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Originally published on nyxiesnook.com. Republished here with permission. Get your blog featured!
What lies below the surface of anorexia? What don’t you see on a daily basis?
As you may have guessed from older posts I am struggling a great deal with the guilt of being off work due to this eating disorder. I’m terrified to put on weight, not just because of the eating disordered voice, but because I think that others will look at me and say ‘Her? Nothing wrong with her, she’s faking it.’ This is a classic mind reading behaviour. See I know what I’m doing but my ability to stop needs a little bit of work. So many people see anorexia and other eating disorders as being a physical thing; you feed her, she gains weight, job’s done. No. Job not done. Job far from f***ing done.
The Anorexia Iceberg
Eating disorders, anxiety disorders, depression, etc. All mental illnesses are similar to icebergs in that they have a bit poking out at the top that everyone can see, but a whole other world going on beneath the surface.
What people see on the surface is not all there is to it.
When the people on the Titanic (you knew the comparison was coming, let it happen) saw the iceberg they thought ‘It’s only an Iceberg; it can’t sink the unsinkable‘ but it did.
Anorexia and other eating disorders are not just about the food, they are about the mental illnesses and physical illnesses that come along for the ride.
Oh, and what a ride it is.
What lies beneath the surface?
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Living with anorexia every day is like having your own self-destructive gremlin sitting on your shoulder, and you’ve accidentally fed it water after midnight. Except no one else can see this gremlin and all the horrible things it does are internalized.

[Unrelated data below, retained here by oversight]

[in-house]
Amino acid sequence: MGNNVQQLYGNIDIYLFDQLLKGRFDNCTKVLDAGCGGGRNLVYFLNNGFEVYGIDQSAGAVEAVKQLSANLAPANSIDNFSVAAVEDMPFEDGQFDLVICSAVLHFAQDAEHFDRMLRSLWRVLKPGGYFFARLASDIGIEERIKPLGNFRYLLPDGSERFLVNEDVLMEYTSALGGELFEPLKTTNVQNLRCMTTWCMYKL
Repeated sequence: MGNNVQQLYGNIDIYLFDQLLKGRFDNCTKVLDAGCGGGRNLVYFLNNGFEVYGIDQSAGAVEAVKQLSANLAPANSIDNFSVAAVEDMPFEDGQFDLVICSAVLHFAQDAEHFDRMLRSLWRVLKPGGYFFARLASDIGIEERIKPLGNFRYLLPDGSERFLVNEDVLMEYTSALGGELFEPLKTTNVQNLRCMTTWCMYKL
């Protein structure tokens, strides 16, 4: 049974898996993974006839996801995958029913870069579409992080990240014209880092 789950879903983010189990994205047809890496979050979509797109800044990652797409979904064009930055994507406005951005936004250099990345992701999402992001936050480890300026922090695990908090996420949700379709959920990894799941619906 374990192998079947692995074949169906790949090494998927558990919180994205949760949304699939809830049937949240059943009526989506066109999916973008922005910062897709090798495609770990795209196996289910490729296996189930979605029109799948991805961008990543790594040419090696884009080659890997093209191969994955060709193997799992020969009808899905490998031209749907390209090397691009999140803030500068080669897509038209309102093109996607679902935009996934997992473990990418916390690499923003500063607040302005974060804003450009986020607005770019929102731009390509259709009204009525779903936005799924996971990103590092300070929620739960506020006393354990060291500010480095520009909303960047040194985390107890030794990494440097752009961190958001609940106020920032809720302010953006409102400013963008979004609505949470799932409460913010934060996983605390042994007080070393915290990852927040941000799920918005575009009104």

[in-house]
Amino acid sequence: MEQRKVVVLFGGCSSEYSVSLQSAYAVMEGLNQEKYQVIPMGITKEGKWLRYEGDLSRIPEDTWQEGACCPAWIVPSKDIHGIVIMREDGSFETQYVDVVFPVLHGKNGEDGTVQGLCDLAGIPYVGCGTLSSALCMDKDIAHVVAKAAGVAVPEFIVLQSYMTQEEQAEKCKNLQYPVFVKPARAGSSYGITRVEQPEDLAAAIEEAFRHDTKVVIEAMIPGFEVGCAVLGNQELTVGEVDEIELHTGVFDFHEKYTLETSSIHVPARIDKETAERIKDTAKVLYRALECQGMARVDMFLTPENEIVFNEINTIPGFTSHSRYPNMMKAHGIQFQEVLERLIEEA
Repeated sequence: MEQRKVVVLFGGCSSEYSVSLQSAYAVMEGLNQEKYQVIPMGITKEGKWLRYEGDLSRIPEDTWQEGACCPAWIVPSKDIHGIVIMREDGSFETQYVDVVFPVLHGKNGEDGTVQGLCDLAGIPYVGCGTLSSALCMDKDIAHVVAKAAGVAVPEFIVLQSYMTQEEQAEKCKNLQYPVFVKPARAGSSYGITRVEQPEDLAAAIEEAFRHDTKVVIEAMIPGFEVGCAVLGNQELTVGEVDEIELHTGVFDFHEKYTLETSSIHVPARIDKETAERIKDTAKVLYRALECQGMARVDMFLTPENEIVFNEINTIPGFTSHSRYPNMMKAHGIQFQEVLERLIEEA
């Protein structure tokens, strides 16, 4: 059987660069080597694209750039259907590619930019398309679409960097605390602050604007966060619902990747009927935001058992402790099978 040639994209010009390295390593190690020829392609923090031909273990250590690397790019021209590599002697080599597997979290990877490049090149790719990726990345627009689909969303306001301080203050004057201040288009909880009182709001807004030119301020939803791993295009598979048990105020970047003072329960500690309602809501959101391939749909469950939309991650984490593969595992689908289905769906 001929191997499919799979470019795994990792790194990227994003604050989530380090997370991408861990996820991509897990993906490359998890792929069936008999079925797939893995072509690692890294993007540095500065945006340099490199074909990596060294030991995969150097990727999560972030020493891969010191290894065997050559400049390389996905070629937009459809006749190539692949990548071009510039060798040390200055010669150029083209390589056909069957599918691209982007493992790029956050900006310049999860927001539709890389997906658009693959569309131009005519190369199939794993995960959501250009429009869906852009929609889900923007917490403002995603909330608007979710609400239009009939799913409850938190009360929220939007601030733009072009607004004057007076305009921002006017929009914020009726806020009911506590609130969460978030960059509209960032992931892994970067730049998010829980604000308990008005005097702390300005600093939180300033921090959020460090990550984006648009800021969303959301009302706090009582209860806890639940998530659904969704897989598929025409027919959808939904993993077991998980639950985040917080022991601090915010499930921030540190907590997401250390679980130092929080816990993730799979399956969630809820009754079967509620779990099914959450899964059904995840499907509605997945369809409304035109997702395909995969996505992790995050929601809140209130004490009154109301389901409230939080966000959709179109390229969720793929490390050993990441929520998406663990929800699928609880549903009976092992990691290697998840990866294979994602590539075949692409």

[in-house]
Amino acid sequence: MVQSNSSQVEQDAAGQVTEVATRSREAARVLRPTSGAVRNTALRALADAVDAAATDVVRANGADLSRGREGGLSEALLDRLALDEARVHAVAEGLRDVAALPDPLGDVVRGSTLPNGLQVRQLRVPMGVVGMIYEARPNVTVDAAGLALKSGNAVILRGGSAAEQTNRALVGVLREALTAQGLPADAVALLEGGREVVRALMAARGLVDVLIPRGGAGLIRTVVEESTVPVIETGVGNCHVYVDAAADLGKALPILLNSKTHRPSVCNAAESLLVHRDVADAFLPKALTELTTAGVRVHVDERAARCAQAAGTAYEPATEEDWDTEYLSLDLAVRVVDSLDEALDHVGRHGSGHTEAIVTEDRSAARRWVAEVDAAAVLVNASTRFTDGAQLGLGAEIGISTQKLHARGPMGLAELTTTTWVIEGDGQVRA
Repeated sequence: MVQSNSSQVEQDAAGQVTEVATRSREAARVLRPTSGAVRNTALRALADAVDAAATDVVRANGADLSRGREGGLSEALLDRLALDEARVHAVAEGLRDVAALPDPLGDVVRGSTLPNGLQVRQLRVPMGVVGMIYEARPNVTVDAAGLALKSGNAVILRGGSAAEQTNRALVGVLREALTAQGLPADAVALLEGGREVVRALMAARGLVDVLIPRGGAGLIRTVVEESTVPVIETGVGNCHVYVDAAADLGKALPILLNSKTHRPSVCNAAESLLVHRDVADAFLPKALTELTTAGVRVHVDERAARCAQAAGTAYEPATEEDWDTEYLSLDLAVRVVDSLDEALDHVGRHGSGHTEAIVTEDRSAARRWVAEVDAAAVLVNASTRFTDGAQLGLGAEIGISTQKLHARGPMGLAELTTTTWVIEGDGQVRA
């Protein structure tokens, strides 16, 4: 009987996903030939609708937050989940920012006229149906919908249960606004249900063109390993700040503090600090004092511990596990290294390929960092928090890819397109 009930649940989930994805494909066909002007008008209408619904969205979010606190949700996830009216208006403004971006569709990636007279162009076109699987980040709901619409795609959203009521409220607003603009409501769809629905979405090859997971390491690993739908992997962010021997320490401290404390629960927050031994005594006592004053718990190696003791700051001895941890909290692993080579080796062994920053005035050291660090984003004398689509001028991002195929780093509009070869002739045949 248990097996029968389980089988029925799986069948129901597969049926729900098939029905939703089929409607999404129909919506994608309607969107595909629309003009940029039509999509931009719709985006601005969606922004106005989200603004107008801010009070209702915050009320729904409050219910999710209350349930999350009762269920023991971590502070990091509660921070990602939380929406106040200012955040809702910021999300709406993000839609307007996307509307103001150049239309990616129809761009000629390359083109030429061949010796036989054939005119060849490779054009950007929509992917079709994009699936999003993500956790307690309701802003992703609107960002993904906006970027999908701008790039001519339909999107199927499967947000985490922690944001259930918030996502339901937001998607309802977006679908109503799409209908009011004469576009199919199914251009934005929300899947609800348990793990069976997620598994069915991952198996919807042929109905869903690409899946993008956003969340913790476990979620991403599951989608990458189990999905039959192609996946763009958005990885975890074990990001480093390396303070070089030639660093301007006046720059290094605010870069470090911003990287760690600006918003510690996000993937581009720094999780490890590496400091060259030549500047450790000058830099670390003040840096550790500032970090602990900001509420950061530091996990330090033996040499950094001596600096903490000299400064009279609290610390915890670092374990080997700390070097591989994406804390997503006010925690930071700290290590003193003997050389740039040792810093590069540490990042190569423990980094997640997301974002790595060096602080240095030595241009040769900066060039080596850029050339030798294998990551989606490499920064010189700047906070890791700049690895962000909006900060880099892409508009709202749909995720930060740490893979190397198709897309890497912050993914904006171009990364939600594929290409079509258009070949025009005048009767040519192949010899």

The gremlin perches itself ever so neatly close to your ear and whispers cruel, manipulative things to you on an almost constant loop. Sometimes you don’t even have to be awake to hear it.
Anorexia manipulates you in so many ways.
It convinces you that you’re fat, and this is why you’re a failure, or why no one loves you. You might not necessarily even be in the category of ‘overweight‘, you don’t even have to be in the same lane as it, but the anorexic gremlin will convince you otherwise.
It’ll convince you that your self worth is based solely on what you eat or don’t eat, and what the number says on the scale or on the inside of your waistband. An undesirable number leads to negative and self-deprecating behaviour. It means not eating for hours, it means avoiding certain foods, it means purging, it means over-exercising and, on occasion, it even means avoiding water.
The gremlin will lure you in with promises.
It’ll all be okay if you just do this or if you do what I say you’ll be happy. It promises you security, warmth, a love for you newly slim thighs, a flat stomach that you don’t need to suck in, that you’ll be accepted, that you’ll no longer be the ‘ugly’ or ‘fat’ one.
It’s impossible to tell you all the things that the anorexic demon says in order to draw you closer to it’s ideal (which is death by the way), but it’s not dissimilar to an abusive relationship. “Stay with me. Everyone else is crazy, they just want to control you/make you eat/make you fat.”
To put things into perspective for you; If I spoke to my best friend the way that the gremlin speaks to me, I wouldn’t have a best friend anymore.
You are completely isolated from everyone and everything in your life apart from the eating disorder. Whether or not you meant for this to happen, it almost always does. It becomes our defence mechanism to keep everyone at arm’s length rather than let them in.
Why though? Well, it’s easier to be alone than trying to explain.
How can we make others understand when we don’t even get it?
You find yourself withdrawing for other reasons such as to avoid social situations where eating or drinking is necessary to maintain a ‘normal‘ appearance, or because you might be made to eat.